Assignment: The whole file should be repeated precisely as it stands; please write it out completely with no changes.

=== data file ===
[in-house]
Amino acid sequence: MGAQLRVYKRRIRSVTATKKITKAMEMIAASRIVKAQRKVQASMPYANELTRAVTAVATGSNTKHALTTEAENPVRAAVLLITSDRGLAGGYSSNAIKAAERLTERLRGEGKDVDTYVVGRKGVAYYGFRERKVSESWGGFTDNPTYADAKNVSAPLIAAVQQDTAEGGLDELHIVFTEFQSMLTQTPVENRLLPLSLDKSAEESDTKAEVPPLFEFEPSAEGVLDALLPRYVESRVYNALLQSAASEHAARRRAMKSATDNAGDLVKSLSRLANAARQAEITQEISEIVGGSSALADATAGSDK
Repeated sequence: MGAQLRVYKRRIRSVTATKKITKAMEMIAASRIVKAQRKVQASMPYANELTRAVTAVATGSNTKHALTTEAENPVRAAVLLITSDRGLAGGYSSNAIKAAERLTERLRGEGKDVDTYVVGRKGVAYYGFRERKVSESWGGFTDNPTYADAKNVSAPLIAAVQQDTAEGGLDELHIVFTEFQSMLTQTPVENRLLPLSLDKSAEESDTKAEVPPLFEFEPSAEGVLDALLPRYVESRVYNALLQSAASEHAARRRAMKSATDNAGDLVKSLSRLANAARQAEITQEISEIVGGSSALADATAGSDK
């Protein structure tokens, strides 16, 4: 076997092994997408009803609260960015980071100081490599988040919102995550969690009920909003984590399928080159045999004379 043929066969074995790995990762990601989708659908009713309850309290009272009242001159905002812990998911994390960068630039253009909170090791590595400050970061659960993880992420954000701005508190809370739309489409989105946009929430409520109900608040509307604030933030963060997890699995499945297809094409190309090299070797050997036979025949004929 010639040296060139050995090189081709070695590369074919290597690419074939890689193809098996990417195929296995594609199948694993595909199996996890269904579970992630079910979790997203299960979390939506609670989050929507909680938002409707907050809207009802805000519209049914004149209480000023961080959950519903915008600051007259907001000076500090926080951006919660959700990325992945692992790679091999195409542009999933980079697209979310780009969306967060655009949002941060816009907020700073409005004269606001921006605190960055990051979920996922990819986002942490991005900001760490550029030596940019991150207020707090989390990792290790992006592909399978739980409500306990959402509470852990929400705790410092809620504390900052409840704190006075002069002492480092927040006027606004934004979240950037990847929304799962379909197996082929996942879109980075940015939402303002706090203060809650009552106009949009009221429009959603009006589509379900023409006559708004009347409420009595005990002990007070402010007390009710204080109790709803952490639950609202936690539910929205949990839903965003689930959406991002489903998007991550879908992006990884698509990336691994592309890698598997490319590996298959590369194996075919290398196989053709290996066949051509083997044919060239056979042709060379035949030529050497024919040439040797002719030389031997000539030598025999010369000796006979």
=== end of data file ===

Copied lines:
[in-house]
Amino acid sequence: MGAQLRVYKRRIRSVTATKKITKAMEMIAASRIVKAQRKVQASMPYANELTRAVTAVATGSNTKHALTTEAENPVRAAVLLITSDRGLAGGYSSNAIKAAERLTERLRGEGKDVDTYVVGRKGVAYYGFRERKVSESWGGFTDNPTYADAKNVSAPLIAAVQQDTAEGGLDELHIVFTEFQSMLTQTPVENRLLPLSLDKSAEESDTKAEVPPLFEFEPSAEGVLDALLPRYVESRVYNALLQSAASEHAARRRAMKSATDNAGDLVKSLSRLANAARQAEITQEISEIVGGSSALADATAGSDK
Repeated sequence: MGAQLRVYKRRIRSVTATKKITKAMEMIAASRIVKAQRKVQASMPYANELTRAVTAVATGSNTKHALTTEAENPVRAAVLLITSDRGLAGGYSSNAIKAAERLTERLRGEGKDVDTYVVGRKGVAYYGFRERKVSESWGGFTDNPTYADAKNVSAPLIAAVQQDTAEGGLDELHIVFTEFQSMLTQTPVENRLLPLSLDKSAEESDTKAEVPPLFEFEPSAEGVLDALLPRYVESRVYNALLQSAASEHAARRRAMKSATDNAGDLVKSLSRLANAARQAEITQEISEIVGGSSALADATAGSDK
């Protein structure tokens, strides 16, 4: 076997092994997408009803609260960015980071100081490599988040919102995550969690009920909003984590399928080159045999004379 043929066969074995790995990762990601989708659908009713309850309290009272009242001159905002812990998911994390960068630039253009909170090791590595400050970061659960993880992420954000701005508190809370739309489409989105946009929430409520109900608040509307604030933030963060997890699995499945297809094409190309090299070797050997036979025949004929 010639040296060139050995090189081709070695590369074919290597690419074939890689193809098996990417195929296995594609199948694993595909199996996890269904579970992630079910979790997203299960979390939506609670989050929507909680938002409707907050809207009802805000519209049914004149209480000023961080959950519903915008600051007259907001000076500090926080951006919660959700990325992945692992790679091999195409542009999933980079697209979310780009969306967060655009949002941060816009907020700073409005004269606001921006605190960055990051979920996922990819986002942490991005900001760490550029030596940019991150207020707090989390990792290790992006592909399978739980409500306990959402509470852990929400705790410092809620504390900052409840704190006075002069002492480092927040006027606004934004979240950037990847929304799962379909197996082929996942879109980075940015939402303002706090203060809650009552106009949009009221429009959603009006589509379900023409006559708004009347409420009595005990002990007070402010007390009710204080109790709803952490639950609202936690539910929205949990839903965003689930959406991002489903998007991550879908992006990884698509990336691994592309890698598997490319590996298959590369194996075919290398196989053709290996066949051509083997044919060239056979042709060379035949030529050497024919040439040797002719030389031997000539030598025999010369000796006979």